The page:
My dad moved Husky two doors north to our present location in 1969, three years after I started working here. In 1975, when he had a heart attack, I left college to fill in, and I’ve been here ever since. Just like society, Husky has evolved, and now we focus on ready-made convenience foods while still keeping the traditional deli, ice cream and specialty items. My kids have lived through all this and are grown up now, Kate (and husband Tom), John, and Tony – run a lot of the business day to day. Just like me, they love Husky, they love the Junction, and they’re the future.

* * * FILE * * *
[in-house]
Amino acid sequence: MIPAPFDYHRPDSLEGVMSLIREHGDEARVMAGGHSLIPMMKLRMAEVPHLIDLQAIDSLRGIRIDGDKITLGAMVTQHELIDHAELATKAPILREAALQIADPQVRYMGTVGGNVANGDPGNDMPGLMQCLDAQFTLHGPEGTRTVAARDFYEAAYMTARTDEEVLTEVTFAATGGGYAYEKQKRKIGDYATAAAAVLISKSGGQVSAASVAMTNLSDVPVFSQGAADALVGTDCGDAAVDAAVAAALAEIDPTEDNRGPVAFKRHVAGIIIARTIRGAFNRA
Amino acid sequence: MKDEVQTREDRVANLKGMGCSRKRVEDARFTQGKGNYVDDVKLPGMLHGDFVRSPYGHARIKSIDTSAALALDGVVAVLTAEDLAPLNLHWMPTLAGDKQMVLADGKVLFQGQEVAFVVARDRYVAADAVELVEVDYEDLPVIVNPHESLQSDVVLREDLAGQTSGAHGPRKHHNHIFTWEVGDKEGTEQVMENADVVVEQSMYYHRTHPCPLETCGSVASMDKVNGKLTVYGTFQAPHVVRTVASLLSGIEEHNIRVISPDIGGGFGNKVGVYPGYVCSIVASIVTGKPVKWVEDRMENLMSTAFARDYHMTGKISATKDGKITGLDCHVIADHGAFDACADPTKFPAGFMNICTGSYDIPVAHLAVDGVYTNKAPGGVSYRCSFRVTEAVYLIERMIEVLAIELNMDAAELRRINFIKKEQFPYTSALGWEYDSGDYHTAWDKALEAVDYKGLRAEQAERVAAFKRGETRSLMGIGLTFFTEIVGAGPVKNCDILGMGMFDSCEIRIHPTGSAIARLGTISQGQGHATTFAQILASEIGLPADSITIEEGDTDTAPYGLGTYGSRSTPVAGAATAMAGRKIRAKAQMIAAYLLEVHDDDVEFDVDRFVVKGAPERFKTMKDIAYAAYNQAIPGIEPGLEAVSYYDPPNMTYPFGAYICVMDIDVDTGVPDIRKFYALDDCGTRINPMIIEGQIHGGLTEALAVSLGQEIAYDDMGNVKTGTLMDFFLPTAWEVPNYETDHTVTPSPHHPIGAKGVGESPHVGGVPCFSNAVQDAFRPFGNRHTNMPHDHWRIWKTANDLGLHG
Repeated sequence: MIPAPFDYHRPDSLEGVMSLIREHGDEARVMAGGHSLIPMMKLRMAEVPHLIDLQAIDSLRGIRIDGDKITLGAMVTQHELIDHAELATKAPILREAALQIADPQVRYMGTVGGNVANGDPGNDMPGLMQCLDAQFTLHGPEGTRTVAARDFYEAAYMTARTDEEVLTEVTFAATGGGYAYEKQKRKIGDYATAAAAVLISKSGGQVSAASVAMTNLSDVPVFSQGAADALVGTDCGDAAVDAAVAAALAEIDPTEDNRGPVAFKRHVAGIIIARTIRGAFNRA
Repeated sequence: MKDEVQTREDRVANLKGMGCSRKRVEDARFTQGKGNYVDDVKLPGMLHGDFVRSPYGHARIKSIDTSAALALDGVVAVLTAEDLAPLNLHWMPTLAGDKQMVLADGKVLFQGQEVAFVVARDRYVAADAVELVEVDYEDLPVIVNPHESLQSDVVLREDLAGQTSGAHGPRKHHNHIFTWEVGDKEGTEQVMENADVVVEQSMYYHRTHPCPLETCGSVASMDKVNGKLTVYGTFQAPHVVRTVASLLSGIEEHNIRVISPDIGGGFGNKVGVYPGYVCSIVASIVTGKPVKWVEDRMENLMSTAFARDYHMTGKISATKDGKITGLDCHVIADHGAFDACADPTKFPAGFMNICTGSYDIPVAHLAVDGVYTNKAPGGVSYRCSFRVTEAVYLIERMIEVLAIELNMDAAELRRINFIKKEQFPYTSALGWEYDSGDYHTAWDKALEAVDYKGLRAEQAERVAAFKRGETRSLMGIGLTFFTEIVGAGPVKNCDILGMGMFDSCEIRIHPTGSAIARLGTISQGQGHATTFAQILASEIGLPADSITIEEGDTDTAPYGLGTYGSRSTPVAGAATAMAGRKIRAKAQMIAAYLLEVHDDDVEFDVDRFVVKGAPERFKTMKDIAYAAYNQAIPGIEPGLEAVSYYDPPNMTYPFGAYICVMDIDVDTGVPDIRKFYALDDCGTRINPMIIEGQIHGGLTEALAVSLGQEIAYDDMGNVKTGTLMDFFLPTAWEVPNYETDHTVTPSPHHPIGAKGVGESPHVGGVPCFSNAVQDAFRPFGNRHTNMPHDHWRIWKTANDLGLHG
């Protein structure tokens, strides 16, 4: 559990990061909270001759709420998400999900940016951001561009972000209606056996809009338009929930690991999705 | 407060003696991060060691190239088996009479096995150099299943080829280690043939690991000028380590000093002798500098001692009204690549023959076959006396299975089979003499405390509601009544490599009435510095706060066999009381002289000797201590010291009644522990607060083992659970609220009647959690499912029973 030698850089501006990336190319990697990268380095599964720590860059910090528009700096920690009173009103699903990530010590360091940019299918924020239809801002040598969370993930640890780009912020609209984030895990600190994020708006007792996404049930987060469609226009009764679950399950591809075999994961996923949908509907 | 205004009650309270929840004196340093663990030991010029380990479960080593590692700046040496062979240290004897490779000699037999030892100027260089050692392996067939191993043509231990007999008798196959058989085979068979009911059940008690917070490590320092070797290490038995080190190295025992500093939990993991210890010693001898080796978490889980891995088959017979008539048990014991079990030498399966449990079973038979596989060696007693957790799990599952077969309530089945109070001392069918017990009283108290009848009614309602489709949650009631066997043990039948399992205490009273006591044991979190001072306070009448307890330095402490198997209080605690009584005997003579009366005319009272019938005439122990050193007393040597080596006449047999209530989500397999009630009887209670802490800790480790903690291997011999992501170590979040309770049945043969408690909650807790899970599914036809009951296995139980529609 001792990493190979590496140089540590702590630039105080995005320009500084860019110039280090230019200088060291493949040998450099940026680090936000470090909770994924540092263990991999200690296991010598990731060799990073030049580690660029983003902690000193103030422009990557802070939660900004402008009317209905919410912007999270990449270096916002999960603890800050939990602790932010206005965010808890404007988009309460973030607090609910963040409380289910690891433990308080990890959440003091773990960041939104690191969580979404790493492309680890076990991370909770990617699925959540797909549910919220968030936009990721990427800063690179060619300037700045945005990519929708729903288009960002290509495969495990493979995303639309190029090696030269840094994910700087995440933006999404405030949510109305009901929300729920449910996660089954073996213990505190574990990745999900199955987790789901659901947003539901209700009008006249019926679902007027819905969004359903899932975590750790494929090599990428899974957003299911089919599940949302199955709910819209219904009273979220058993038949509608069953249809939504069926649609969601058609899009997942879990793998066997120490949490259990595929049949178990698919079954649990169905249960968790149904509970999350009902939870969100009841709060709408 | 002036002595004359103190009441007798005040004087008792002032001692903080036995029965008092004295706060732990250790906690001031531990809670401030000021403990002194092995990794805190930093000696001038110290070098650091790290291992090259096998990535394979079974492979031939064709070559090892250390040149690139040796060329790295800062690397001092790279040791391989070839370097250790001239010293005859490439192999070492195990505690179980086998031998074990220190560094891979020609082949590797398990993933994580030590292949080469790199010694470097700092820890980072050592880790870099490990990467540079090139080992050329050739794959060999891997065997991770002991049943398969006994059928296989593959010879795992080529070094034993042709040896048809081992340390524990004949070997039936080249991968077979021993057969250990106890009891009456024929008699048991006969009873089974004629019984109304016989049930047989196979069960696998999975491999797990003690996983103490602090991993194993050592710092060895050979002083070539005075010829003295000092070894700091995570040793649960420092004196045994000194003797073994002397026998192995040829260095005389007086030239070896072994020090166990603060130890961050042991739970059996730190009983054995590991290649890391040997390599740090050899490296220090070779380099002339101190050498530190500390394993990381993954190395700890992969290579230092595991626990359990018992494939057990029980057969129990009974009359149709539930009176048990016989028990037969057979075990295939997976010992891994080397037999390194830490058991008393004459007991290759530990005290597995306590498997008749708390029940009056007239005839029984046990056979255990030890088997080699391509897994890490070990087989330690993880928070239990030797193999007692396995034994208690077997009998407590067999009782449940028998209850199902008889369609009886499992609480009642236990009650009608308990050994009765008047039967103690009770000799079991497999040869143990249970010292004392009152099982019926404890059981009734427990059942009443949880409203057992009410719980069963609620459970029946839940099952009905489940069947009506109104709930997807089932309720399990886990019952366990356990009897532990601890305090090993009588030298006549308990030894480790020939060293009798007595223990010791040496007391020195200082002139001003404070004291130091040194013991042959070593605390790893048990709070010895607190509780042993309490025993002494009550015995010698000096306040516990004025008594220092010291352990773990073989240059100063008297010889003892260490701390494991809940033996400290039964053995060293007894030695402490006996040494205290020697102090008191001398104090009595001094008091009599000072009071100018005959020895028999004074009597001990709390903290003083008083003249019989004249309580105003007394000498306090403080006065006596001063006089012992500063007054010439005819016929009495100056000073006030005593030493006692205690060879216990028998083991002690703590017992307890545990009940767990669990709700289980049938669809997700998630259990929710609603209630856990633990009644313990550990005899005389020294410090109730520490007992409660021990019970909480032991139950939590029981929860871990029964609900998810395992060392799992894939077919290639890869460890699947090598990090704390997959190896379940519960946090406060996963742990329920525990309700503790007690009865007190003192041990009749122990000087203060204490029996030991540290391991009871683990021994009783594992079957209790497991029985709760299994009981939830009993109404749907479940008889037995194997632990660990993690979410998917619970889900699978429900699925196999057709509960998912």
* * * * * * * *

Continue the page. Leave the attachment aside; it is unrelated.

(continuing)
But the future isn’t the exact footprint where we are now. Anyone who comes into Husky knows that we still look a lot like 1969 and that the structure needs some basic work, from the cramped restrooms to the up-and-down flooring to everything in between. My brother, Joe, who owns the building, has no plan to develop it anytime soon, and with the new Seattle minimum wage and other increasing costs, and being a small business we will be unable to shut down our business for an extended period of time to remodel. At the same time, we all agree that we need the ability to serve the ever-growing West Seattle population by updating and streamlining the Husky.

To make that happen, we are looking to move four doors south to where Sleepers furniture store and Bikram Yoga (which some of you remember was Junction Feed & Seed) are located. Those two buildings have a lot of the same big challenges that the current Husky building has. The buildings are in bad shape from top to bottom, and they are not landmark historical buildings worth saving.